In theory, those sound like crushing losses that could put a program in a tricky position for the next few years. However, I can't help but think back to the endless amount of success and the constant development of top-tier talent that this program has produced.
Even if there was a coaching change a few years ago, I hesitate to give a negative outlook for a team that is as historically accomplished as Oregon. When we think of distance excellence, the Ducks are one of the first teams that come to mind.
In fairness to Oregon, this team does have a few respectable pieces and there is a lot of young talent that surely wanted to prove themselves at the collegiate level. This past summer, Alessia Zarbo ran a personal best of 15:50 for 5000 meters, a time which suggests that she can be a legitimate front-runner. The Ducks also bringing back women such as Aneta Konieczek, Caramia Mestler and Moira O'Shea from their 2019 national lineup, so there is still some valuable championship experience on this team.
There are surely other names who could emerge and suddenly change our perspective as to where this team sits in the NCAA's hierarchy of cross country programs. But until then, we'll be anxiously awaiting to see how the Ducks respond to their numerous roster losses.
We talked about the Gonzaga men pursuing a potential revenge season in our first article. On the women's side, the Butler women feel like a team that is in a similar situation after just missing out on qualifying for the NCAA Championships last year.
Despite beating numerous national qualifying teams like Ole Miss, Villanova and Boston College during the 2019 season, Butler was still snubbed from a spot to Terre Haute thanks to how the Kolas calculations played out.
Now, the team returns all but one member from last year's varsity lineup, making the Bulldogs a highly experienced team that is hungry to prove that they are a national-caliber program.
The good news for Butler is that this year's NCAA national qualifying selection committee will favor performances at the conference championships more than other meets. When you consider that the Butler women took down a respectable Villanova team by nine points at the 2019 BIG East Championships, the Bulldogs should be eager for a potential rematch.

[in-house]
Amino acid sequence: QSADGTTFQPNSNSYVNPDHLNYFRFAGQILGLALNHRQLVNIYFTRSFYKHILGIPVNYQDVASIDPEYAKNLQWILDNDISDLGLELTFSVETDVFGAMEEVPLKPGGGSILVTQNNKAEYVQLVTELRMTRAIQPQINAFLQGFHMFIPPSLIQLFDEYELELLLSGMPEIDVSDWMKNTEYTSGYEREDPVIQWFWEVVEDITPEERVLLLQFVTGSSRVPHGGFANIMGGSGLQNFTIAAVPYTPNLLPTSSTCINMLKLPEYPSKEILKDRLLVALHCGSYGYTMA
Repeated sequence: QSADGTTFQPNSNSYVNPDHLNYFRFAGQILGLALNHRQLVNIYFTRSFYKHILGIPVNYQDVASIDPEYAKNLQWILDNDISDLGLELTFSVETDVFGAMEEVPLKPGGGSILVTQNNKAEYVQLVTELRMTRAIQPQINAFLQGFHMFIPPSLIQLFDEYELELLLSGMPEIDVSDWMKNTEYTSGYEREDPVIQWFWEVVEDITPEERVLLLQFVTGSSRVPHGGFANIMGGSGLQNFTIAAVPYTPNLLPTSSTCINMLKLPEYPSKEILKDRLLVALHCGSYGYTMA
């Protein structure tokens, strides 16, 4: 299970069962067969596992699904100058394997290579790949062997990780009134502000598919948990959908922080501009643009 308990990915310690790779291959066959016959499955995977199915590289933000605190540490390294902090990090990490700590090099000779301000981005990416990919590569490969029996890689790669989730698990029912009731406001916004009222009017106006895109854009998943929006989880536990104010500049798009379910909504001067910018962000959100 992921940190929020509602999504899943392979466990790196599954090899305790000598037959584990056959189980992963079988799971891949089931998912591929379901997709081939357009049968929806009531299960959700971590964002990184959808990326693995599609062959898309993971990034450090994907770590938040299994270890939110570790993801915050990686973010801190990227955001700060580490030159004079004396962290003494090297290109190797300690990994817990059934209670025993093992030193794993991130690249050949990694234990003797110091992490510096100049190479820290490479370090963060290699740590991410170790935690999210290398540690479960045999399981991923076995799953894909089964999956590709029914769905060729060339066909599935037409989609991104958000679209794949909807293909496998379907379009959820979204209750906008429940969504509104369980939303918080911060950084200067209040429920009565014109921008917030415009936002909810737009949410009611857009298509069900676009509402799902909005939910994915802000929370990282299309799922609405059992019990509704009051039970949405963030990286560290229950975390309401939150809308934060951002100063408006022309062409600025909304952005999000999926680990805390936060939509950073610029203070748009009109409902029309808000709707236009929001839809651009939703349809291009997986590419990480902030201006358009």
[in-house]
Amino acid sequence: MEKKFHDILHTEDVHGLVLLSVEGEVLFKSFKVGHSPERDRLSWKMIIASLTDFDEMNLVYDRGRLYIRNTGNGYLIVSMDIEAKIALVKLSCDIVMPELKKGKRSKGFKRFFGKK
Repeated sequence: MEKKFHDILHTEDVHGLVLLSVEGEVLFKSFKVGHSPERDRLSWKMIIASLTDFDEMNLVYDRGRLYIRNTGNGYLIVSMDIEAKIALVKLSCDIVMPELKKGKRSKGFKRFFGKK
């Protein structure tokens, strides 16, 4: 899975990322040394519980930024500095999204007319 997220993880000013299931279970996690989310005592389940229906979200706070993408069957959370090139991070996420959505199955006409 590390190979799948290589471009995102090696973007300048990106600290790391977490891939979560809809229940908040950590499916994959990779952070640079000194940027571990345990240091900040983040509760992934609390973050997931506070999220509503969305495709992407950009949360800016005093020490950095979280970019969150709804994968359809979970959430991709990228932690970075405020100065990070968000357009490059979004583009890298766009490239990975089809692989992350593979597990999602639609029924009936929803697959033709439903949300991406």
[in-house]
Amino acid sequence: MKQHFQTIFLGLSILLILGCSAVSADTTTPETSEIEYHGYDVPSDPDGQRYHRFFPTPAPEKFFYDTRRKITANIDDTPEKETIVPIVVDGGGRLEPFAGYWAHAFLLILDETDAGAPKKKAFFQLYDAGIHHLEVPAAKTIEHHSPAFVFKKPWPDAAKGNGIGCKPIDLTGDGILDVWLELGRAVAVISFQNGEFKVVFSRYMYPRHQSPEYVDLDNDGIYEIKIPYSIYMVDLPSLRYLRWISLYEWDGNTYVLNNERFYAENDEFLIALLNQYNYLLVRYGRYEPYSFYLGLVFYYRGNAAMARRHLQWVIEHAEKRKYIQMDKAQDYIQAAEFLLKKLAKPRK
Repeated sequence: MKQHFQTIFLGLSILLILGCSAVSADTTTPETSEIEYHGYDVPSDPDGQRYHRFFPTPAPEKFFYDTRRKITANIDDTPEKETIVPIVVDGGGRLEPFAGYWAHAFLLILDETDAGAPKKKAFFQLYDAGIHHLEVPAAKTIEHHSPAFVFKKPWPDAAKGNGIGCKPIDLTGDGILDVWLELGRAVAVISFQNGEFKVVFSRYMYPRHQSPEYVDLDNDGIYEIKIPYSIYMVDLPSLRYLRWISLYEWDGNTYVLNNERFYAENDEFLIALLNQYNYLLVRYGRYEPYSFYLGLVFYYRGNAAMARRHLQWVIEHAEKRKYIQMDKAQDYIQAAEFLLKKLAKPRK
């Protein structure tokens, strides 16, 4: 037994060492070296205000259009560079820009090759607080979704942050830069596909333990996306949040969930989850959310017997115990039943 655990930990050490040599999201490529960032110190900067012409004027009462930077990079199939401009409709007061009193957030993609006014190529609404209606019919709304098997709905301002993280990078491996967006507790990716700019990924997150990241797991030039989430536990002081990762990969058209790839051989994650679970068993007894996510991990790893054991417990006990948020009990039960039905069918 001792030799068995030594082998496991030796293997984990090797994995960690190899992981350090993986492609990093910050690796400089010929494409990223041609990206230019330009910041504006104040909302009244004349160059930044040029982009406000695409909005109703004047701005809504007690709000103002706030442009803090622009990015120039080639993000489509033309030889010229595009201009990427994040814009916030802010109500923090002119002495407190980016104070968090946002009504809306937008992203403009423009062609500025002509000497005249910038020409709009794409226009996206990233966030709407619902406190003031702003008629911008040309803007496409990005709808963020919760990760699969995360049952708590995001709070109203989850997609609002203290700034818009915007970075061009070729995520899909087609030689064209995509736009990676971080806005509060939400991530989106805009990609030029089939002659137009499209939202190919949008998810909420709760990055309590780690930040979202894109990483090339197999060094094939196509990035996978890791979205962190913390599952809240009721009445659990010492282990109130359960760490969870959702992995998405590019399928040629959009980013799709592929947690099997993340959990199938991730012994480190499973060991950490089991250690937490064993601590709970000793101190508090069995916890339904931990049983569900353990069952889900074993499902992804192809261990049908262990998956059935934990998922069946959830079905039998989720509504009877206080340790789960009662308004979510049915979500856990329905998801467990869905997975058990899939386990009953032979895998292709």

The recent progression that we have seen from their entire varsity lineup, the projected improvement that some of their younger runners are expected to have and the introduction of Oklahoma State transfer Kami Hankins should put this team over the top and into the national meet...we think.
Illinois Fighting Illini'
The Illinois women are more of a personal pick. There's not a ton of uncertainty surrounding this team and we don't have any lingering questions that have remained unanswered since last year. Simply put, I'm just a fan of their development and their current lineup. Truthfully, I think we undervalued them a bit in our preseason rankings when we listed them at TSR #17.
It's hard to dislike this group. After years of being a very average program, coach Sarah Haveman has done a spectacular job of turning this team around and sending them in the right direction as far as XC performances are concerned.
After making it to the national meet last year and battling to establish national relevance, the 2021 winter cross country season should be when this team thrives and truly breaks out in an even bigger way.
The Fighting Illini' have two respectable front-runners in Rebecca Craddock and Allison McGrath, a very solid pair of supporting scorers in Madison Marasco and Emma Milburn, a plethora of young options. They even introduced Ayah Aldadh to the team this past offseason, a recent transfer from Bradley who finished 30th at the Midwest Regional Championships last year.
The Illinois women lost only one woman from last year's varsity lineup (Emma Wilson) who was the team's fifth scorer on most occasions. Still, with so many key veterans set to return and this team continuing to make improvements, I would not sleep on Illinois. they could make some noise in a BIG 10 conference that has a lot of uncertainty this year.